blogger visitor

Sunday, May 05, 2019

Economic Substance Requirements and Tax Haven Jurisdictions

Not receiving much attention are new economic substance requirements that have recently been enacted in several tax haven jurisdictions, including the Cayman Islands, Bermuda, and the British Virgin Islands.

Tax planning structures often involve the use of corporations and other entities formed in tax haven jurisdictions. To give one example, tax haven companies are often used as blocker holding companies to insulate foreign persons from U.S. estate taxes on their U.S. assets. These new economic substance requirements threaten to complicate such planning structures.

The new requirements are an outgrowth of pressure from the EU and OECD to limit the use of tax haven companies for tax planning and base erosion purposes, especially where the companies have little or no activity, assets, or staff in the subject jurisdiction. When applicable, such companies will require adequate local premises, employees, activities, income, and expenses. Companies that do not comply are subject to civil penalties in the hundreds of thousands of dollars, criminal penalties if not properly reported, and being struck-off the register as a company in good standing. Thus, applicable companies will have to increase their local activities (and concomitant costs) to be compliant – many times this may not be practical or cost-effective.

Companies will be subject to these rules if they engage in “relevant activities.” These typically include banking, insurance, shipping, fund management, finance/leasing, holding company activities, IP holding activities, and service center or distribution center activities. The scope of what is required to comply may be reduced for pure equity holding companies, so this may allow continued use of pure holding companies, but it remains to be seen exactly how those reduced requirements will play out.

Companies already situated in these jurisdictions should review the application of these new rules to them – the use of companies in the future should include a review of the impact of these rules on their circumstances.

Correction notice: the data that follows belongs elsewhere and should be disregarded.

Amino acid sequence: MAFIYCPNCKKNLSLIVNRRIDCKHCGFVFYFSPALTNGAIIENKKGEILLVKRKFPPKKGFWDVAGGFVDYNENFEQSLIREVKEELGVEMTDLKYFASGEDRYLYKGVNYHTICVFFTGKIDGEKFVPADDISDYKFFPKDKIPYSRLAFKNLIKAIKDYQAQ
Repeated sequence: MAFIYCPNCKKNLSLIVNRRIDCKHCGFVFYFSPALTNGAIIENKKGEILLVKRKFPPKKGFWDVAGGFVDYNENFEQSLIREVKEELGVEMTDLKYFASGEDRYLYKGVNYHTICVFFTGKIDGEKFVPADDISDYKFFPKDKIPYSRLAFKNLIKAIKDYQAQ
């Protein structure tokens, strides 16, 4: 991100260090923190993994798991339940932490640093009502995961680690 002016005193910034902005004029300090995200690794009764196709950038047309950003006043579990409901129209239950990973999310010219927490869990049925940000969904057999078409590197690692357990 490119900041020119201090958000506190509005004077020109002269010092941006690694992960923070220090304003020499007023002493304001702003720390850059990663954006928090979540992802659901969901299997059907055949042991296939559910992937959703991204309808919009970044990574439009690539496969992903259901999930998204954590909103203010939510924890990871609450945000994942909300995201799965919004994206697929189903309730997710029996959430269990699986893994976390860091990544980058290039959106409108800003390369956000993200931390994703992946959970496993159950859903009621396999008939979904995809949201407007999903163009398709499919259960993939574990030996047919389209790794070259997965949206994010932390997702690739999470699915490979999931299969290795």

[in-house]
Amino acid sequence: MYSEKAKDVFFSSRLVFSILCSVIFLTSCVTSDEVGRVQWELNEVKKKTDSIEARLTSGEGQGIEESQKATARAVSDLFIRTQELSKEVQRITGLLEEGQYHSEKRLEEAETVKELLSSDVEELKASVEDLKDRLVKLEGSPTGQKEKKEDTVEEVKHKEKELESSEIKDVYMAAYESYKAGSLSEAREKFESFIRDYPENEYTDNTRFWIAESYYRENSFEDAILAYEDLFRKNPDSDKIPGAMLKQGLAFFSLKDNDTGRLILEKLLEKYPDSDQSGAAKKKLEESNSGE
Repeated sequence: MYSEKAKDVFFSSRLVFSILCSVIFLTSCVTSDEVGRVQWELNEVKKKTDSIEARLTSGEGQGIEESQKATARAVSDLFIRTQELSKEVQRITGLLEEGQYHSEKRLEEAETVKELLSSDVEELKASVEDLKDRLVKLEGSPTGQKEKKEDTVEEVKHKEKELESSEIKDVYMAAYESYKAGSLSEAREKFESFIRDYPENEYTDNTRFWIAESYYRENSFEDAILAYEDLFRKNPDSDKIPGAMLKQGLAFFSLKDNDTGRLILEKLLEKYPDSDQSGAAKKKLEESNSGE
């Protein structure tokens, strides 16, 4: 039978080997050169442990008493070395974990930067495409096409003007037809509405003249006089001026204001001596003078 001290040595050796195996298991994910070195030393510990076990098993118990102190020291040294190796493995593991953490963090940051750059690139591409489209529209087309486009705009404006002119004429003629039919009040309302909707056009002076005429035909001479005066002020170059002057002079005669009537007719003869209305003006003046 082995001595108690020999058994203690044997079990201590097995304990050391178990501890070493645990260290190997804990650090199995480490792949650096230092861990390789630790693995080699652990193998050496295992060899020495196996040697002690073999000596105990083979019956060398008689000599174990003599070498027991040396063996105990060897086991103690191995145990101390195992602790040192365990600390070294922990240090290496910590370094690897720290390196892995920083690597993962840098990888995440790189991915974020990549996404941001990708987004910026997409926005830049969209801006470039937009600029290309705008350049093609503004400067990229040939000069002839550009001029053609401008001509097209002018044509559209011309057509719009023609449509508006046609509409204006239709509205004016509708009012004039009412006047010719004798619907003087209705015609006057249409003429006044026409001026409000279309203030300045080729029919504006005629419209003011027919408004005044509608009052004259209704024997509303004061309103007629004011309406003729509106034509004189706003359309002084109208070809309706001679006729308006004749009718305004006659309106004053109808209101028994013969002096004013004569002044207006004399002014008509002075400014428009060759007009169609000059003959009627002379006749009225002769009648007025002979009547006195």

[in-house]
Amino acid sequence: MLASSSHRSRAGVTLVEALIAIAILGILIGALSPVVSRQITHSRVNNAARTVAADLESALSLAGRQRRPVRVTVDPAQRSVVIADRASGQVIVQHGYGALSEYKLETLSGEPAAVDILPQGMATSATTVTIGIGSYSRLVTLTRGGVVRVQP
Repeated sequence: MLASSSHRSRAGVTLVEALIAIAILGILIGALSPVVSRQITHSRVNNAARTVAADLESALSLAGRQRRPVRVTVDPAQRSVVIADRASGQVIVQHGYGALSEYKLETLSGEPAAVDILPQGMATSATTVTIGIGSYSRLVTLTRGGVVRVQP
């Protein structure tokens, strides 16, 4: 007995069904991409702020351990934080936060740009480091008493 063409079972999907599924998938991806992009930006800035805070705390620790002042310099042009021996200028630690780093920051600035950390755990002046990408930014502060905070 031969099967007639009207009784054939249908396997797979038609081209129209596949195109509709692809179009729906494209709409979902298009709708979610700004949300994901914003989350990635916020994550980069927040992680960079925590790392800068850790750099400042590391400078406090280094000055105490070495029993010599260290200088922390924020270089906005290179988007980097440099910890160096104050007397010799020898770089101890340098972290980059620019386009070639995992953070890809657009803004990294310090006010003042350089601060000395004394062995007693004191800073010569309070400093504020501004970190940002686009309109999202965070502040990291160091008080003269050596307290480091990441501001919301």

Sunday, April 28, 2019

Does a Disclaimer of Real Property Require a Legal Description in Florida?

In a recent case, a disclaimant signed a disclaimer that purported to include real property owned by a decedent, but did not provide a legal description for the real property. After entering into the disclaimer, the disclaimant apparently had a change of heart and desired to retain the disclaimed real property, claiming the disclaimer was invalid.

Here are the key statutory provisions (emphasis added):

Fla.Stats. §739.104(3): “To be effective, a disclaimer must be in writing, declare the writing as a disclaimer, describe the interest or power disclaimed, and be signed by the person making the disclaimer and witnessed and acknowledged in the manner provided for deeds of real estate to be recorded in this state. In addition, for a disclaimer to be effective, an original of the disclaimer must be delivered or filed in the manner provided in s. 739.301.”

Fla.Stats. §739.601:

     “(1) A disclaimer of an interest in or relating to real estate does not provide constructive notice to all persons unless the disclaimer contains a legal description of the real estate to which the disclaimer relates and unless the disclaimer is filed for recording in the office of the clerk of the court in the county or counties where the real estate is located.

      (2) An effective disclaimer meeting the requirements of subsection (1) constitutes constructive notice to all persons from the time of filing. Failure to record the disclaimer does not affect its validity as between the disclaimant and persons to whom the property interest or power passes by reason of the disclaimer.

As noted, Fla.Stats. §739.104(3) does not require a legal description. Fla.Stats. §739.601 does require it. The trial court held that the disclaimer was ineffective without a legal description.

Reversing the trial court, the 3rd DCA determined that a legal description is required for constructive notice purposes only via recording. As between the disclaimant and the persons who would receive the real property if there is a valid disclaimer, a legal description for real property is NOT required to enforce the disclaimer.

As an aside, the disclaimer was also rejected by the trial court as failing to meet the writing requirements of the statute of frauds. The appellate court noted that the disclaimer was in writing and signed by the disclaimant, and thus the statute of frauds was met.

Lee v. Lee, 44 Fla.L.Weekly D284 (3rd DCA 2019)